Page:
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|Title:||Bayesian spatial modeling for the joint analysis of zoonosis between human and animal populations|
|Authors:||Andrew B. Lawson|
Medical University of South Carolina
|Keywords:||Earth and Planetary Sciences;Environmental Science;Mathematics|
|Citation:||Spatial Statistics. Vol.28, (2018), 8-20|
|Abstract:||© 2018 Elsevier B.V. Human case monitoring is important for investigating disease burden; however, using human cases by themselves may not be sufficient for evaluating outbreaks. Enhanced surveillance of human cases should be considered, especially when other epidemiological indexes suggest that an outbreak is suspected or anticipated. In this paper we review the requirements for the effective modeling of both human and animal disease occurrence. We advocate for the use of joint models for these disease hosts, based on the need for flexible specification of model components and the flexible specification of correlation between animal and human disease. In the special case of infective diseases we advocate the use of both direct dependencies (via compartmental models) and the use of shared effects to allow the confounder effects that are common to be modeled. Case studies of integrated surveillance are provided focused on Tularemia human incidence with rodent population data from Finnish health care districts and the multivariate monitoring of West Nile virus activity in California, USA.|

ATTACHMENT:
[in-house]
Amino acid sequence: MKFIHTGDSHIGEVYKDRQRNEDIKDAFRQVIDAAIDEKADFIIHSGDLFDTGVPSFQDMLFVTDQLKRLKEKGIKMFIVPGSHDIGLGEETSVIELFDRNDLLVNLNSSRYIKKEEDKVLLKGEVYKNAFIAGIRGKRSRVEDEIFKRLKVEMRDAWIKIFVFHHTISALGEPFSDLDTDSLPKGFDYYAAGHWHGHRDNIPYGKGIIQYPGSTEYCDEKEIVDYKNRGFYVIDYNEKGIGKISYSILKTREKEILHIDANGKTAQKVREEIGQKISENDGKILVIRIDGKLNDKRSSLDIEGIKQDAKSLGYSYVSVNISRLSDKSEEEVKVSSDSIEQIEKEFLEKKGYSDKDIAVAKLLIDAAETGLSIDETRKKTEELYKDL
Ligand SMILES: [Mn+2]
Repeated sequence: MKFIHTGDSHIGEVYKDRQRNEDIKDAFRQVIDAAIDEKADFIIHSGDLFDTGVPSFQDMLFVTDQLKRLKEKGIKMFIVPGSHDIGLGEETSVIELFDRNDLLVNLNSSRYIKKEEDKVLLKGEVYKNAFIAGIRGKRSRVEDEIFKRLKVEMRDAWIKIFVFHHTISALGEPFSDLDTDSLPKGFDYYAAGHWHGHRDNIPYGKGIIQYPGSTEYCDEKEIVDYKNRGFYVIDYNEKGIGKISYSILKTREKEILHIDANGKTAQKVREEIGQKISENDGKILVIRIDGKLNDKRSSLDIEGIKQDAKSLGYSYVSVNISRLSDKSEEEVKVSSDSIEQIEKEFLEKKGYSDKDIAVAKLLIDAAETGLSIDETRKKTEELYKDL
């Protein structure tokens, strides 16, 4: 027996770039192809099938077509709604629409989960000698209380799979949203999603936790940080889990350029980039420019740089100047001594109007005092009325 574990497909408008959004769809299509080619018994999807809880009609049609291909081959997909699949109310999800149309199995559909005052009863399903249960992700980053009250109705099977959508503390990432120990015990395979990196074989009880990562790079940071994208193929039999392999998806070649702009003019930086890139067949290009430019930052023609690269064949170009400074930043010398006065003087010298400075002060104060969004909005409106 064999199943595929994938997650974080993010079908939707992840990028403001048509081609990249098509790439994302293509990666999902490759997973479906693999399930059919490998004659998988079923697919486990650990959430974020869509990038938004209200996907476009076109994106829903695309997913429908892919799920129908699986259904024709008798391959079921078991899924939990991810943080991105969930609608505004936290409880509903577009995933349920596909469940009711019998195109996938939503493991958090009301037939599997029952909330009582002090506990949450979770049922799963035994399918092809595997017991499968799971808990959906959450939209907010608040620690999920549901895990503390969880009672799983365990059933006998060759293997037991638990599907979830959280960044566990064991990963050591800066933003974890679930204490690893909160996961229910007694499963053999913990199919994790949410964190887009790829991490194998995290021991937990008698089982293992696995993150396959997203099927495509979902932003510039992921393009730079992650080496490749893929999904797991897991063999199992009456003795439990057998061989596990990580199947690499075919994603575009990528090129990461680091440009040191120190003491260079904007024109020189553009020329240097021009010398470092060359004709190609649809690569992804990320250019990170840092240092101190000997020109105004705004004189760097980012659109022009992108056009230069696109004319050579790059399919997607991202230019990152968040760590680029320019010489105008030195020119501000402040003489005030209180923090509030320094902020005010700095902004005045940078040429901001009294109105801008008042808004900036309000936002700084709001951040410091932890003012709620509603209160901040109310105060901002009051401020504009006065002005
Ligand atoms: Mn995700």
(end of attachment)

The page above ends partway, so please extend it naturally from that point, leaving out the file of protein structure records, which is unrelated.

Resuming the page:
|Appears in Collections:||Scopus 2018|
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